Again, we’re seeing Dihigo as more of a centerfielder than we are a right fielder, but that’s just the way his record fell out. With the exception of shortstop and catcher, you can put him at any old position you want, including on the mound, and he’s a Hall member in the making. That said, he’s probably a better hitter candidate than pitcher candidate, but he’s hardly a slouch on the mound. Rogan is more limited as a position player, really only a right fielder. But he sure could hit. He plays up better as a pitcher, but as you can see, he’s got some serious sting in that bat. Looking into the future, there are very few high quality right field candidates in general, so we think we’ll be lucky if even one strong candidate emerges.


                          PITCHING          |   BATTING  | TOTAL
NAME                  IP  RAA   WAA     WAR |  PA    WAR |  WAR 
Ray Brown            3940  160  18.0   57.9 | 1314   7.6 |  65.5 
Andy Cooper          3100  320  33.5   65.0 | 1034  -4.9 |  60.0
Leon Day             2860   68   8.2   37.2 |  954   5.3 |  42.5
Martin Dihigo-a*     4335  297  32.1   75.9 | 1446  12.4 |  88.2
Martin Dihigo-b*     3865  267  29.1   67.9 | 1289  10.4 |  78.3
Rube Foster          3420  159  20.9   54.6 | 1140   5.0 |  59.6
Willie Foster        3220  363  37.7   70.3 | 1075  -0.1 |  70.3
Jose Mendez          2420  317  39.7   62.3 |  807   1.3 |  63.9
Satchel Paige        4825  686  70.9  119.8 | 1584   1.5 | 121.4
Bullet Rogan*        4241  447  49.3   91.5 | 1414  12.6 | 104.1
Hilton Smith         3260  261  28.6   61.2 | 1088   5.5 |  66.7
Smokey Joe Williams  5210  545  63.7  114.6 | 1732   8.2 | 122.8
a: MLE created from scenario where Dihigo follows normal pitching career arc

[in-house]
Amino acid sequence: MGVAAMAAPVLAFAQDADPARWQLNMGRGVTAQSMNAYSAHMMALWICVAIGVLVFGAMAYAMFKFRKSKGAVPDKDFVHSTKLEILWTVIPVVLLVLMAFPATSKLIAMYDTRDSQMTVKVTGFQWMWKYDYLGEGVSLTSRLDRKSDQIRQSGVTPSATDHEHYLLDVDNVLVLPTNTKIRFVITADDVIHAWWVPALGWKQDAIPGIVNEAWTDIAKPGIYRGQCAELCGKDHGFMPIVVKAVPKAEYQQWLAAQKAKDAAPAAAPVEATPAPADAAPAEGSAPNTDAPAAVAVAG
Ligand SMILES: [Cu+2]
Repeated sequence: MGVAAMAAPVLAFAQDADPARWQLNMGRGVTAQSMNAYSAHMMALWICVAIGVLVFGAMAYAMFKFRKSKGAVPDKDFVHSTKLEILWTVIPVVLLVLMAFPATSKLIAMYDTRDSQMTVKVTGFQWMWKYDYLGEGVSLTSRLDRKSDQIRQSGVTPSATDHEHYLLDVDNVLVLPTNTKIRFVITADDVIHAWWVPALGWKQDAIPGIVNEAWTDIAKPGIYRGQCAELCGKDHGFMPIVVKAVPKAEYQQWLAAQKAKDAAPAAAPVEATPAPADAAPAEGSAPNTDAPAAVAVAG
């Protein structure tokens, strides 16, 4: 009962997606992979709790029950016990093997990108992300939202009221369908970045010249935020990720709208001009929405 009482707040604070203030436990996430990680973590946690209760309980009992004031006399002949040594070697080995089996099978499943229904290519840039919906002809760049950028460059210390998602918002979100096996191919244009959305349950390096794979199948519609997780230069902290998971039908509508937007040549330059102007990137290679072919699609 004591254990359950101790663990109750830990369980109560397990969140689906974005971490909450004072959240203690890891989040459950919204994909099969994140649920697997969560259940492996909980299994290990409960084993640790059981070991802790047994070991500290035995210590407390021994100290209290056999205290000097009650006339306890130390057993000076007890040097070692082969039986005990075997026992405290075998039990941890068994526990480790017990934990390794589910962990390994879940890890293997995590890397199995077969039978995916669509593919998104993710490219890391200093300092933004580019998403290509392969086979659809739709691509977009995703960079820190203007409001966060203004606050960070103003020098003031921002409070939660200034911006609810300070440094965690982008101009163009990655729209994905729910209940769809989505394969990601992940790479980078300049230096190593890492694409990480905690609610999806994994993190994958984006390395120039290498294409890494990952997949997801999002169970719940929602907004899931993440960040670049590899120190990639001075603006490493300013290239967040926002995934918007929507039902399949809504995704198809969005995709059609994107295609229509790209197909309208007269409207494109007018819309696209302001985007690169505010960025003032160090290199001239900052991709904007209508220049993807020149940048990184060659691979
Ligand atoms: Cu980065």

b: MLE created more directly from Dihigo’s stats, which are heavily influenced by his two-way play
*Assumes the player did not have a position-player career

The only guy here whose case is on life support is Leon Day, but even has a ray of hope since one of his biggest seasons isn’t yet accounted for in the NLDB. As we’ve noted before, Andy Cooper’s MLE feels a little puffy. He’s missing a few tail-end seasons that we’ve had to fill in with league-average performance that may be making him look as though he finished stronger than he did. He’s also going to face a tough challenge and needs some good news to appear on the NLDB. Jose Mendez has a very short career, especially for his time, but man it’s a dandy. Pound for pound he might be the best guy on this list, but there’s just not enough bulk for him to get in the ring with Satchel or Smokey Joe.

Every one else is in the great middle until you reach Rogan, Williams and Paige. These three appear to be the cream. I’ve argued before that Paige is the clear choice as the #1 Negro Leagues pitchers, and quite possibly the best pitcher between the world wars. Joe Williams comes up behind him in overall value, but I would caution against getting too onto that bandwagon. The difference in pitching WAA is huge between them. Williams makes up some of the difference in bulk value that’s below average and above replacement, but a huge part of his run at Paige is from batting. Now if we only looked at this table, we’d think nearly every Negro Leagues pitcher was a star hitter too. They played the field and swung the bat a lot more than their more specialized MLB counterparts. It’s an open question whether their outstanding hitting bats would remain so potent in organized baseball. I’m guessing probably not, and that right there puts more separation between Paige (who wasn’t a great hitter anyway) and Williams who benefits more from his bat.